While UK/European manufacture keeps the price high, this delightful speaker ably demonstrates the advantages of a high-quality standmount, with fine voicing and well controlled box effects.
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Kudos is best known for making some of the highest quality speaker stands around. Once owned by Neat Acoustics, the brand is now independent again (headed by ex-Neat designer Derek Gilligan) and has added loudspeakers and equipment stands to a growing product portfolio.
A year ago we tried the Cardea C10, a fine performer indeed, but a costly one at £2,200 per pair. This time around, we're looking at its C1 brother, a speaker that looks very similar indeed, but costs a lot less at £1,450 per pair. The two share the same enclosure and bass/mid unit, the key differences lying in the tweeter, crossover components and cabling.
Which is not to say that the ingredients used in the C1 aren't high-quality; they're just a little less exotic. £1,450 is still a high price to pay for a compact two-way standmount, but it does reflect the fact that the components (from European sources) are all of the highest quality, with the speaker put together in the UK.
This is a classic design in the true sense of the word, in terms of its size, proportions and presentation. The sharp-edged 12 litre reflex-ported enclosure is built from 18mm MDF, damped internally and handsomely finished in a selection of very attractive 'book-matched' real wood veneers, in walnut, cherry, sycamore or rosenut. Both drivers are flush-mounted into the front, while the optional 'teardrop' grille uses hidden magnets instead of mounting lugs.
On the drive unit side of things, Kudos works with Norwegian specialist SEAS. The bass driver has a 180mm frame and a 120mm doped paper cone, while the tweeter here is the highly regarded 25mm fabric dome Excel, in place of the very costly Crescendo used in the C10.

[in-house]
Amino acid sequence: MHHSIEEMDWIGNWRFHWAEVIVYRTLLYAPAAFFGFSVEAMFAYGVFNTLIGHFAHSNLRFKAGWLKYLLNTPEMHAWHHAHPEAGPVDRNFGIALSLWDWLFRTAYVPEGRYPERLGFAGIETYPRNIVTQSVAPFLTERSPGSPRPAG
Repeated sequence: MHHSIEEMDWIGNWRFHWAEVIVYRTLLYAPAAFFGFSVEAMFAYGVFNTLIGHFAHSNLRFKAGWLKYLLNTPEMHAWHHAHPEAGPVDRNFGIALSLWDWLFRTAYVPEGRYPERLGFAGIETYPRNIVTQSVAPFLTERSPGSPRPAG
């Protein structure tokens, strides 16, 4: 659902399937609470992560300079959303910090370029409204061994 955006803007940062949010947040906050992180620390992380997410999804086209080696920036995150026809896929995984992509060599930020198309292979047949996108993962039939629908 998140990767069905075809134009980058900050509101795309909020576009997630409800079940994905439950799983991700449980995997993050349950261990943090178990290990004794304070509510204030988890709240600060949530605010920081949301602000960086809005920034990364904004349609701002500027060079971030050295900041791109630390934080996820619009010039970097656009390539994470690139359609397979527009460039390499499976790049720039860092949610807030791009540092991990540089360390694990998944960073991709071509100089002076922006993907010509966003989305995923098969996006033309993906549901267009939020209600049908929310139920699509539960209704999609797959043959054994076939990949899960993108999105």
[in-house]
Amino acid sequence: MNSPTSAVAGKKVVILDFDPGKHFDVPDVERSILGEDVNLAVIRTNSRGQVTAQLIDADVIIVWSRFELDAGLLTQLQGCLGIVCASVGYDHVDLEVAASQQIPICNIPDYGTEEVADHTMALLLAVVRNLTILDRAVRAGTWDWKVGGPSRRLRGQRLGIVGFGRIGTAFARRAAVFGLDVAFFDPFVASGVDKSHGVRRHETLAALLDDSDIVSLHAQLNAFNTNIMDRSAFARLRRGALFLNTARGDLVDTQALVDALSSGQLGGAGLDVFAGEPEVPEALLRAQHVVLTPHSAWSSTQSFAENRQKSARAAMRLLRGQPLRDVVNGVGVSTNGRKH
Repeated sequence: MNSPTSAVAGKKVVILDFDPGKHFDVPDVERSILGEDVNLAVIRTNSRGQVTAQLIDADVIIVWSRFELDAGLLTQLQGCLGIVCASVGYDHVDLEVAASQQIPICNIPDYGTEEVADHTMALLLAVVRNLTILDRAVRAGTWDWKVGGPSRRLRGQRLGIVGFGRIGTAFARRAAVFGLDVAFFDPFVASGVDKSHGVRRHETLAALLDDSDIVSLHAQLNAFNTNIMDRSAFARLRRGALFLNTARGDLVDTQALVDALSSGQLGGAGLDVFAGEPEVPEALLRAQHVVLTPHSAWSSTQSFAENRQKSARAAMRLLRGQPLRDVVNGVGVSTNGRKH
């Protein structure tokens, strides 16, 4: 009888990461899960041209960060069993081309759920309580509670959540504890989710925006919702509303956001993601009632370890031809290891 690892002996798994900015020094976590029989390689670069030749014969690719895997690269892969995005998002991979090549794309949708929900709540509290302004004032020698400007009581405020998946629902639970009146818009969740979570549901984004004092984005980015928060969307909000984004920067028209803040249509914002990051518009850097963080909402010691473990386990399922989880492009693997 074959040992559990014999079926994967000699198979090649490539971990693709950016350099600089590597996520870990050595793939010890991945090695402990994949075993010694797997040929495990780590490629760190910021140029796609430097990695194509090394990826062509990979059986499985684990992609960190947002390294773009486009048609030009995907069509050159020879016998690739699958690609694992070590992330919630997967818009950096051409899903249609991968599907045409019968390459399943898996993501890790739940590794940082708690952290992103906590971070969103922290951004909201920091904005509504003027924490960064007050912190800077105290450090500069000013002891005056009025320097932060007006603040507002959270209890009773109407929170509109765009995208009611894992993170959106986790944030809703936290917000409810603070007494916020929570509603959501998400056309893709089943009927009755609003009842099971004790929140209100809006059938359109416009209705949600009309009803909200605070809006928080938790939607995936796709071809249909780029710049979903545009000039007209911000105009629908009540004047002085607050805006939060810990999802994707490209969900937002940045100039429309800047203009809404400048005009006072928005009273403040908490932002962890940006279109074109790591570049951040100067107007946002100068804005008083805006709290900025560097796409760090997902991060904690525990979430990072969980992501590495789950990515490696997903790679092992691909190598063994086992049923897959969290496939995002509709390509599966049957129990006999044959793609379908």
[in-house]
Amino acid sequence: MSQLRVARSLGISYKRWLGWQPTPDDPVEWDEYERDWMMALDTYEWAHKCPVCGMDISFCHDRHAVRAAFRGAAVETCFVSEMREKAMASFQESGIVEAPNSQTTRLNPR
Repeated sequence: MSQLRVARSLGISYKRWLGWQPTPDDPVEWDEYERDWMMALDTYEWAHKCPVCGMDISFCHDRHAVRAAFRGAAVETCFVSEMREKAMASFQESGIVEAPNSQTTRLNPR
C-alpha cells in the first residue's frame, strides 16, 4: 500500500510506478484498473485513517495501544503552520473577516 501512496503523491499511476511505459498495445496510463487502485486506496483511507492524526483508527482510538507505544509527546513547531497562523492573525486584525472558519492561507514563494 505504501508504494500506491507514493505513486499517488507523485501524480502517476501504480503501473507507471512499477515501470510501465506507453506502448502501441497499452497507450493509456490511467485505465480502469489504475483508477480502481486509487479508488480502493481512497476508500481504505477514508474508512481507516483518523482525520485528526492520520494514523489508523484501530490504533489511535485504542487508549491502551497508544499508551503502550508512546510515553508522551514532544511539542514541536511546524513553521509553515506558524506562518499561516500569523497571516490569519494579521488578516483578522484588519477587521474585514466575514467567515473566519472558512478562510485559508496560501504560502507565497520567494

Twin well-spaced terminal pairs provide a bi-wire or bi-amp option and are mounted on a solid recessed board. Surprisingly, no terminal links are supplied for those who prefer to feed each speaker with just one cable pair: the recommendation is to make up short links from the actual speaker cable being used, which sounds like a rather good idea.
Best kept well clear of walls, to avoid unwanted emphasis of the mid-bass port output, some limitations in bass weight and ultimate extension were only to be expected. In every other respect the C1 proves a delightful communicator and while it emphasises what a compact stand-mount might lose on the deep bass swings, it makes up for on the lack of box effects.
Box coloration is very low here and one consequence is an airy and spacious stereo image, with a lightness of touch that any design would envy. There is some upper mid empasis here and a lack of warmth and drive through the bass region, but it doesn't spoil the fine voicing and innate sweetness of a very entertaining speaker.
The inherently low coloration contributes to a dynamically expressive speaker with good pace and timing, fine coherence and a lively 'bouncy' character.
While performance might lack the ultimate sense of scale, the music always sounds involving and engagingly light on its feet.
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